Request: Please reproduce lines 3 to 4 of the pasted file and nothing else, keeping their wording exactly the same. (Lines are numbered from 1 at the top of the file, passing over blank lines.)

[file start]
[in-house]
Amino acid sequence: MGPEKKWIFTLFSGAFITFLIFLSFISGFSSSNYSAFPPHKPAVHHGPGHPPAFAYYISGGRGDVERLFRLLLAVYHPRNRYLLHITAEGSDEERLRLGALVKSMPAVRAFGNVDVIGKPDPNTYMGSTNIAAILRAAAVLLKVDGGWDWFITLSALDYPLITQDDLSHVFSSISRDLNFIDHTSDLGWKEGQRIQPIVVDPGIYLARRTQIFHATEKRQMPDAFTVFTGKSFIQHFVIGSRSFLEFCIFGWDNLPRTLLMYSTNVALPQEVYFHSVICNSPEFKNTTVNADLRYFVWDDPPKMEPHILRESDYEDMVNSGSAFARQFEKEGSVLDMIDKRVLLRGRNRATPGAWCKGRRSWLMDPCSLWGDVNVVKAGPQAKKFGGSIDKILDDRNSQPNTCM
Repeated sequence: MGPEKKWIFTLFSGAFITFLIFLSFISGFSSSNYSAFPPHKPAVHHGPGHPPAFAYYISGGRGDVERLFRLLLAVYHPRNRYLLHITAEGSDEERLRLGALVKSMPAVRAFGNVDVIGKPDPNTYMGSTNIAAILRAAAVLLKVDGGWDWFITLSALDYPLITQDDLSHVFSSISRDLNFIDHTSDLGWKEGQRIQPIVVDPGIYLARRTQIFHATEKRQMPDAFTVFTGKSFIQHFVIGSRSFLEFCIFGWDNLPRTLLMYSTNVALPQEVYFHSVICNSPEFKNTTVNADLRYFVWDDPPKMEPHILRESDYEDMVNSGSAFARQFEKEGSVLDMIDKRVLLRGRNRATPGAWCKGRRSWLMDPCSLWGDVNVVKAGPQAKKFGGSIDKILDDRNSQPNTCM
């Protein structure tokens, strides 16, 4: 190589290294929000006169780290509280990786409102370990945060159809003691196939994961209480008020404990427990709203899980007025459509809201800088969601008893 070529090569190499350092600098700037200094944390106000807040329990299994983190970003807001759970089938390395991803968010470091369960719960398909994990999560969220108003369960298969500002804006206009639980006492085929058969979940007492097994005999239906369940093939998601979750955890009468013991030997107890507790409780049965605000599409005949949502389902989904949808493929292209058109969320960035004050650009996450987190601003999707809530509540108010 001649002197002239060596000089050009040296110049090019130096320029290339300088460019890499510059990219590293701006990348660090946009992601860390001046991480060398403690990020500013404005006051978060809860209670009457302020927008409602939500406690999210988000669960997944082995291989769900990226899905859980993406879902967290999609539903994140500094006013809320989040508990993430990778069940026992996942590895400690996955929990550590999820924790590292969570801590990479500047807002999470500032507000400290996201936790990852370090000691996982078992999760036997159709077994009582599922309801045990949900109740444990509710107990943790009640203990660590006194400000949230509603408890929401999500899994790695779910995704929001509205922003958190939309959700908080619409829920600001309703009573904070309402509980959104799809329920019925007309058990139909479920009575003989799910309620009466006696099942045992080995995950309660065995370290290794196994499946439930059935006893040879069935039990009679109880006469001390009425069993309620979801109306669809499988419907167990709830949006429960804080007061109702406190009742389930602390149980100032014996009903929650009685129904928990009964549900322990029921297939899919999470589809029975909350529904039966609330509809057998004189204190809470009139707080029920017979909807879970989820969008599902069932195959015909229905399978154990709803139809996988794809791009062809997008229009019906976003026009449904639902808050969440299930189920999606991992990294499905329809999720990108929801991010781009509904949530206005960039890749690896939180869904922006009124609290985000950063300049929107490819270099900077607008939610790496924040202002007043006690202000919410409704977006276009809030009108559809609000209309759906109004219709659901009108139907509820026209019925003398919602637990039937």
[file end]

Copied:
Repeated sequence: MGPEKKWIFTLFSGAFITFLIFLSFISGFSSSNYSAFPPHKPAVHHGPGHPPAFAYYISGGRGDVERLFRLLLAVYHPRNRYLLHITAEGSDEERLRLGALVKSMPAVRAFGNVDVIGKPDPNTYMGSTNIAAILRAAAVLLKVDGGWDWFITLSALDYPLITQDDLSHVFSSISRDLNFIDHTSDLGWKEGQRIQPIVVDPGIYLARRTQIFHATEKRQMPDAFTVFTGKSFIQHFVIGSRSFLEFCIFGWDNLPRTLLMYSTNVALPQEVYFHSVICNSPEFKNTTVNADLRYFVWDDPPKMEPHILRESDYEDMVNSGSAFARQFEKEGSVLDMIDKRVLLRGRNRATPGAWCKGRRSWLMDPCSLWGDVNVVKAGPQAKKFGGSIDKILDDRNSQPNTCM
């Protein structure tokens, strides 16, 4: 190589290294929000006169780290509280990786409102370990945060159809003691196939994961209480008020404990427990709203899980007025459509809201800088969601008893 070529090569190499350092600098700037200094944390106000807040329990299994983190970003807001759970089938390395991803968010470091369960719960398909994990999560969220108003369960298969500002804006206009639980006492085929058969979940007492097994005999239906369940093939998601979750955890009468013991030997107890507790409780049965605000599409005949949502389902989904949808493929292209058109969320960035004050650009996450987190601003999707809530509540108010 001649002197002239060596000089050009040296110049090019130096320029290339300088460019890499510059990219590293701006990348660090946009992601860390001046991480060398403690990020500013404005006051978060809860209670009457302020927008409602939500406690999210988000669960997944082995291989769900990226899905859980993406879902967290999609539903994140500094006013809320989040508990993430990778069940026992996942590895400690996955929990550590999820924790590292969570801590990479500047807002999470500032507000400290996201936790990852370090000691996982078992999760036997159709077994009582599922309801045990949900109740444990509710107990943790009640203990660590006194400000949230509603408890929401999500899994790695779910995704929001509205922003958190939309959700908080619409829920600001309703009573904070309402509980959104799809329920019925007309058990139909479920009575003989799910309620009466006696099942045992080995995950309660065995370290290794196994499946439930059935006893040879069935039990009679109880006469001390009425069993309620979801109306669809499988419907167990709830949006429960804080007061109702406190009742389930602390149980100032014996009903929650009685129904928990009964549900322990029921297939899919999470589809029975909350529904039966609330509809057998004189204190809470009139707080029920017979909807879970989820969008599902069932195959015909229905399978154990709803139809996988794809791009062809997008229009019906976003026009449904639902808050969440299930189920999606991992990294499905329809999720990108929801991010781009509904949530206005960039890749690896939180869904922006009124609290985000950063300049929107490819270099900077607008939610790496924040202002007043006690202000919410409704977006276009809030009108559809609000209309759906109004219709659901009108139907509820026209019925003398919602637990039937």